Chapter 3: "Burning Bright" Summary

Montag and the other firemen have stopped the truck in front of his home. Montag finds himself gazing at Clarisse's house and Beatty scolds him for coming under her influence. Meanwhile, Mildred hurries from the house with a suitcase-Montag knows she must be the one who called in the report to the fire station. Beatty orders Montag to go and burn down his own house with his own flamethrower.

Montag does so and, when he returns, Beatty notices that he is listening to something. At this point, he hits Montag's head and finds the earpiece that Montag has been using to communicate with Faber. After Beatty continues to berate him-this time with quotations from Shakespeare's Julius Caesar- Montag turns the flamethrower on Beatty. Horrified, the other firemen only stand by and watch.

The Mechanical Hound appears and, though Montag turns his flamethrower on it, it injects his leg with anesthetic. He eventually destroys it and stumbles away, though his leg is numb. Before he flees the scene, Montag manages to find four books in his backyard that Mildred didn't destroy. After this, he escapes just as he hears sirens approaching. He also puts a seashell radio in his ear-one that people commonly use for communication in his world. He hears that there is a police search gearing up for him and, in addition, he hears an announcement that the nation is officially at war.

Montag stops in a gas station to clean up, then heads to the home of one of his co-workers, where he plants one of the books. He then calls in an alarm using a nearby phone booth.

Montag then continues on to Faber's home. Faber gives him instructions to follow a particular set of railroad tracks and meet up with a group of homeless intellectuals. Faber promises to meet him in St. Louis sometime in the future, after he takes the Bible to his friend with the printing press. He tells Montag he has heard on the radio that a new Mechanical Hound has been sent out to follow Montag. With a suitcase of Faber's clothes, Montag flees.

As he runs, he is able to see glimpses of the Hound tracking him by looking at televisions through people's windows. He sees the Hound move past Faber's house, and he breathes a sigh of relief. Eventually, he wades into a river to try and throw the Hound off his sent. When he emerges from the river, he finds the railroad tracks. After continuing down the tracks for a while, he meets with five men. The leader, a man named Granger, invites Montag to sit with them. He gives Montag some colorless liquid to drink, explaining it will change his perspiration so the Hound cannot track him. They have been waiting for him.

The men have a portable TV with them, and they've been watching the chase. Granger tells Montag that the search has continued in the opposite direction and so the police will soon be looking for a scapegoat. This proves all too true when, as the men watch, the Hound attacks and kills a man on the street. An announcer declares this man to be Montag. The men postulate that this lone man was chosen as a scapegoat because he was walking by himself, a habit that is officials might see as dangerously antisocial.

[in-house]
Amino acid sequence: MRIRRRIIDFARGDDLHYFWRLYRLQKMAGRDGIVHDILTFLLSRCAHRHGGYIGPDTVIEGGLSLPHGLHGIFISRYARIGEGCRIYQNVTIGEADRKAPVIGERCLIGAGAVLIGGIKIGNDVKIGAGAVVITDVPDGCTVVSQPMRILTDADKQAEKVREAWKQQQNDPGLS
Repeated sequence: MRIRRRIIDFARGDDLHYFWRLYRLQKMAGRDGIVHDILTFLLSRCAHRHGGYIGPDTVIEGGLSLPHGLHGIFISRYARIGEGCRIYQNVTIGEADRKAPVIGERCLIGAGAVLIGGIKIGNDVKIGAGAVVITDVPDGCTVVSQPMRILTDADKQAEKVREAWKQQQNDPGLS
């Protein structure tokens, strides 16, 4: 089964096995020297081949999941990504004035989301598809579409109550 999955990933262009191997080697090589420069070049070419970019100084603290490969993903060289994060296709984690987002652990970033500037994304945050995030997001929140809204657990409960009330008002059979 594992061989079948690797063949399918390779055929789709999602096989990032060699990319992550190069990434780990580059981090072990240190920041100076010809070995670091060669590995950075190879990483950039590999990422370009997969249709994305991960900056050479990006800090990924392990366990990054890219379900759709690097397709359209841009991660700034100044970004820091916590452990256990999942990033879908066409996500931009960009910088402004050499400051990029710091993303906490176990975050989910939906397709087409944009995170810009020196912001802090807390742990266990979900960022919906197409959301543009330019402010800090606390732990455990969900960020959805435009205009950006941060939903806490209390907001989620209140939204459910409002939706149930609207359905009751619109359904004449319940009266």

Granger then turns to Montag and says, "Welcome back to life." This is symbolic of the fact that Montag is being "reborn" into a life that is more meaningful. Granger goes on to introduces Montag to all of the other men, all of whom are intellectuals or professors of some kind. Granger reveals to Montag that they have a method of memorizing literature, word for word. Each of them as a different classic work stored in their memory. Granger tells Montag that he is important because he has a copy of a part of the Bible, Ecclesiastes, stored in his mind. Granger tells Montag that they will hold onto these books until, one day, humanity needs them again.

Suddenly, they see several jets fly over the distant city, dropping bombs. The city is destroyed by the blasts. Granger tries to reassure the others by saying that humankind is like a phoenix. This mythological creature was continually destroyed by fire but, each time, it rose up out of the ashes. In Granger's mind, humans have this same ability to rise up again out of destruction. He thinks humans have it even better than the phoenix because they can learn from their mistakes.

At the very end of the novel, Granger tells Montag that, as they rebuild, humans should create a mirror factory. Here again is another symbol. Mirrors often represent the ability to see oneself clearly. So, in this case, Granger seems to believe that humankind must develop an ability to see itself clearly, to understand its flaws and shortcomings.

With that, the men head toward the city to help any survivors.

Another important aspect of this chapter is the title, "Burning Bright" which could encompass several layers of meaning. On the one hand, Montag has begun to "burn bright," in a sense, with his desire for knowledge and a better life. This could also be a reference to the destruction at the end of the novel as the city is bombed and literally burns bright in the wake of its destruction. Both of these things relate to the idea of fire, and the idea of rising again from the ashes, as the phoenix did.
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Fahrenheit 451



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